Flap copy is especially important for fiction. And title and cover impact are closely related to the impact of jacket copy. If the flap copy defies the expectation created by the cover and title—if, for instance, the cover of the book leads the reader to expect a thriller but the flap copy identifies it as horror—readers are less likely to buy it.

The lede is the most important element of the jacket copy. “We make sure that we’re absolutely clear about our lede, what makes the book special, and we announce that as clearly and concisely as possible right at the top,” says Hoffman [Executive Editor at Grand Central Publishing.] “With so many books screaming for readers’ attention, you might only have that first few seconds to make an impact, so you have to identify what makes a book special early on. Readers might not make it to the second paragraph of your gorgeously crafted copy. It’s something every journalist knows, that’s worth our keeping in mind.”

Survey respondents ranked other common elements of jacket copy as less important. Only 13% of literary fiction readers are most influenced by praise from the New York Times, for instance, and they care even less about praise from publishing industry magazines like Publishers Weekly (10%).

This article is available for free for a limited time so please click on over and absorb the info.

So again... what does that have to do with you, the writer? Well, what if your query is so kick-ass, so enticing, inclusive of all that your book promises yet leaves the reader begging for more? You'll probably get a lot of agent and/or editor interest in reading your full. And perhaps a phrase or two will make it into your all important jacket copy.

But, why you need to read this post and click on over to the article is because I am a believer in being informed. If jacket copy is the #2 reason why readers will buy my book, I want to know that. I want to understand what influences buyers and then use that knowledge to best market mine and my clients' manuscripts and published books. For example, published your jacket copy on the home page of your website? Somewhere on your facebook and myspace pages? If a librarian, bookseller or book buyer asks you about your book, do you have a 'conversational' version of that jacket copy ready at any moment?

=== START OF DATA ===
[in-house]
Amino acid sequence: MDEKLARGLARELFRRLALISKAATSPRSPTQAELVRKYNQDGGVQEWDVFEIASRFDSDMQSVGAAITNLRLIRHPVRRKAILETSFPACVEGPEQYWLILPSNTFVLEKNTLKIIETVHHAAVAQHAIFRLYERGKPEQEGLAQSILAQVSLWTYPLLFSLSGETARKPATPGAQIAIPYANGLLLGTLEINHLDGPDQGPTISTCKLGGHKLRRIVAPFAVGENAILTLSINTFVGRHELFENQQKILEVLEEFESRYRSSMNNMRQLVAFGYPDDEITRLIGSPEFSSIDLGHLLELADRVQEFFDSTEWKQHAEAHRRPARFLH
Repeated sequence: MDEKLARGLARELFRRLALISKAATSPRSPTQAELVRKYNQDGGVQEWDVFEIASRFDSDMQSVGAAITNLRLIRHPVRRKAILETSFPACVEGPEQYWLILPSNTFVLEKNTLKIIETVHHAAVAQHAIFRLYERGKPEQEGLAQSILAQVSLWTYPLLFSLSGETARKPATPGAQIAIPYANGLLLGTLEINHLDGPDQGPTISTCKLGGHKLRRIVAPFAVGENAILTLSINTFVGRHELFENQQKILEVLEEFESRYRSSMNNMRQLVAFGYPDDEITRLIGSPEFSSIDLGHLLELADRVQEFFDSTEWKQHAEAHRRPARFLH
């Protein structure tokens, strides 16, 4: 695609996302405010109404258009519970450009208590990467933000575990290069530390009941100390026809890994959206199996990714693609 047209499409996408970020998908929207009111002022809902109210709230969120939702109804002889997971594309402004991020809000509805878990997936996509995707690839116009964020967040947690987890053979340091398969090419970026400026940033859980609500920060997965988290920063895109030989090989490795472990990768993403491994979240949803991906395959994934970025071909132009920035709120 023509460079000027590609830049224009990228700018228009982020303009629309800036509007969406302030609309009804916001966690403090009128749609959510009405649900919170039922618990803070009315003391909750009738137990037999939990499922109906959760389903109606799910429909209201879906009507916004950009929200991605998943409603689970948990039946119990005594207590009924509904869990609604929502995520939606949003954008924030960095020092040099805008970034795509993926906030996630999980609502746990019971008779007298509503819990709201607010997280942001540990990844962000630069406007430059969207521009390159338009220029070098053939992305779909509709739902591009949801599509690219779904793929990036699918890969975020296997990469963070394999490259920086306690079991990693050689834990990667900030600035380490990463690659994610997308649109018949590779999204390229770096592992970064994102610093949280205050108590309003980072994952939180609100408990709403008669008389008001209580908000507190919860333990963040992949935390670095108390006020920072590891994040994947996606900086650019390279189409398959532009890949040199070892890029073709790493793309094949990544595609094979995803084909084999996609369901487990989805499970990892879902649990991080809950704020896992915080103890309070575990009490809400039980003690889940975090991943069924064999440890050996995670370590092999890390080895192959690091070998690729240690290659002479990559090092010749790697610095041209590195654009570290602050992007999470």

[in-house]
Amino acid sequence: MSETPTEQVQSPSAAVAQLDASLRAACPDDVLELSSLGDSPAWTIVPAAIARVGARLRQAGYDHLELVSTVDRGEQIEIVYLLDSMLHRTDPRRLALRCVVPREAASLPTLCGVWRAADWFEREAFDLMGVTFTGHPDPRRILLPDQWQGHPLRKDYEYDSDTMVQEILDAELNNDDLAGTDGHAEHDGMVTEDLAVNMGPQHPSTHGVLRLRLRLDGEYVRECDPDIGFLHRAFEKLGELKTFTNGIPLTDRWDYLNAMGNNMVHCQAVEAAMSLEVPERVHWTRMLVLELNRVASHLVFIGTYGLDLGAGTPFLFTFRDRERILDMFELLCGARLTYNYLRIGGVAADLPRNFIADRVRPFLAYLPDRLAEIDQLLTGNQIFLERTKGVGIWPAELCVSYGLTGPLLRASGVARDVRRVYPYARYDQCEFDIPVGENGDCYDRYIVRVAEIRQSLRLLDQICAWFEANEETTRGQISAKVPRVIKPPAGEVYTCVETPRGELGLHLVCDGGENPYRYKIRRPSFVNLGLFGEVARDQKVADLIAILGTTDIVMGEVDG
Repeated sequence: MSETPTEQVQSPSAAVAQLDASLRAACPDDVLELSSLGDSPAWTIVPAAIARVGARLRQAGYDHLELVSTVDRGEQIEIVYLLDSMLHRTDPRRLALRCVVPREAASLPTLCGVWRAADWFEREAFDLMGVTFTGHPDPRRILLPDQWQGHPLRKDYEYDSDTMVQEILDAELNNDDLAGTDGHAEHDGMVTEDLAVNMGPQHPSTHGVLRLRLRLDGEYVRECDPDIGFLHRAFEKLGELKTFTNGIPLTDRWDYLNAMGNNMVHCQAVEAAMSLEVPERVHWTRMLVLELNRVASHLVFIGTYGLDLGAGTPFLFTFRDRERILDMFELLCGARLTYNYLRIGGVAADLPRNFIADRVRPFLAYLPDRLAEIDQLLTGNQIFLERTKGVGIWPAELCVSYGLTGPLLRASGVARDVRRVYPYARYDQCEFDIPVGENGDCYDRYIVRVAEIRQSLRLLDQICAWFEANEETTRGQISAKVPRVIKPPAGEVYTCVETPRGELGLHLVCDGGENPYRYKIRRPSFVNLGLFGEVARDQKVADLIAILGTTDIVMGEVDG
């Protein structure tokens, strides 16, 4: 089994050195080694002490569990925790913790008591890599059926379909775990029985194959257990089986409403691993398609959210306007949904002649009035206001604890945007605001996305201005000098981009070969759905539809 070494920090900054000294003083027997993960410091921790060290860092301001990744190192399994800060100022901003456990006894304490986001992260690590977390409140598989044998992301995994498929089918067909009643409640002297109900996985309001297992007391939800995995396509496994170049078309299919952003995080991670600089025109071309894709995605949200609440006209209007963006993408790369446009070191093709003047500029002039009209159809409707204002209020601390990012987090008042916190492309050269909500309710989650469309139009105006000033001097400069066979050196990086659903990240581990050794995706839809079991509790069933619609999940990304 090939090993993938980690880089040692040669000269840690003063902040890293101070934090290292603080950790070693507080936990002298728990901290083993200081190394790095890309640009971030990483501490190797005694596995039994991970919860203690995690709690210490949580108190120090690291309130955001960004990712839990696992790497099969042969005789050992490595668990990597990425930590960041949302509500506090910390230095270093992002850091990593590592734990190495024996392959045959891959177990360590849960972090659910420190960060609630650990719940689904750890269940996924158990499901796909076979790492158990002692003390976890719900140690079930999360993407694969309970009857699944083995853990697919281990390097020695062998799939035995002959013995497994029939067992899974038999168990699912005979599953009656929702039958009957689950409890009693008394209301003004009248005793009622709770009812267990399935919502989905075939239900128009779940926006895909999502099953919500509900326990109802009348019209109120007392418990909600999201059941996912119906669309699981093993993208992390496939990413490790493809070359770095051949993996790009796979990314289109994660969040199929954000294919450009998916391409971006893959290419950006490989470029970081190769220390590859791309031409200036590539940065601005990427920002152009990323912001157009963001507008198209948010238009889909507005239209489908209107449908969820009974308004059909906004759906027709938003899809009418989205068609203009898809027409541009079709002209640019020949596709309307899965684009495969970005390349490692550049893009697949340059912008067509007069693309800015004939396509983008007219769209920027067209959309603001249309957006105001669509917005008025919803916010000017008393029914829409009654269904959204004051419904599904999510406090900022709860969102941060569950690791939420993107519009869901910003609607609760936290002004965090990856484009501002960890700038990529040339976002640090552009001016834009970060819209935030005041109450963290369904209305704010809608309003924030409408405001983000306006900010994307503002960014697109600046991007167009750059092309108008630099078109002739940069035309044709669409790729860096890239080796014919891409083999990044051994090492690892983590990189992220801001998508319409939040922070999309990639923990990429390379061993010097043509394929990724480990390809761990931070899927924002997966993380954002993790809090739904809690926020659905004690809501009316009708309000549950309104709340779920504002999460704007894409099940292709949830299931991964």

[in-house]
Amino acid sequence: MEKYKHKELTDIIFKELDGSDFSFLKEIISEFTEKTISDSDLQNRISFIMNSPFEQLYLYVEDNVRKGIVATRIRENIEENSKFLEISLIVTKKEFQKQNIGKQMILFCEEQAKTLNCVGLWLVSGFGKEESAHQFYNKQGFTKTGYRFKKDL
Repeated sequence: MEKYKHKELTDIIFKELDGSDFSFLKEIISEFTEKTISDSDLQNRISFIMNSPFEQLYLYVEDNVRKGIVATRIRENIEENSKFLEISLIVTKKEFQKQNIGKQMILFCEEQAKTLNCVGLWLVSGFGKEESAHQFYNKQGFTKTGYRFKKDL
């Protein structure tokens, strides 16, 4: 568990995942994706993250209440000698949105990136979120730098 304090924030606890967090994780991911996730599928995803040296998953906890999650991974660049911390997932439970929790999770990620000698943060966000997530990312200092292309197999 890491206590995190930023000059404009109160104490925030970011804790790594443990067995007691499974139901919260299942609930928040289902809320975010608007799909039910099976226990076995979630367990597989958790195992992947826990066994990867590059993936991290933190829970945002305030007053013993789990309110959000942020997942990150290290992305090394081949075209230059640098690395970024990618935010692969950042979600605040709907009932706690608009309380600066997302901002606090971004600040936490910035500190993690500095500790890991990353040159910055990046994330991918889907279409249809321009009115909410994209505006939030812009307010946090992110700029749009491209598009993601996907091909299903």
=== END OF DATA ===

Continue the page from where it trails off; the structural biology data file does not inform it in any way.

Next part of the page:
Your editor wrote your jacket copy. She gave you and your book a gift. A sales handle. Now writers, give that sales handle legs and run with it:)

Saturday, May 9, 2009


Elizabeth Bird makes me wish I listened to my mother. When I was little, Mom always told me I should become a librarian. Check out how School Library Journal Blogging Librarian Elizabeth Bird spends some of her days, well Librarian Preview Days:

More to come so check back and I'll be updating. Better yet, go straight to the source: Elizabeth Bird's School Library Journal Children's Book Blog-A Fuse #8 Production

Thank you, Elizabeth, for letting us all experience Librarian Preview Days. Oh, and Mom thanks you too...."Jillie, you should have listened to me. You would have been a wonderful librarian."

Thursday, May 7, 2009


Last week Paula Yoo established the

7 Picture Books in 7 Days!
Did you all survive NaPiBoWreWee?

Paula, you are amazing!

Check out Paula's website for writing tips, encouragement and fantastic guest bloggers who helped picture book writers from all over the world write 7 PBs in 7 days!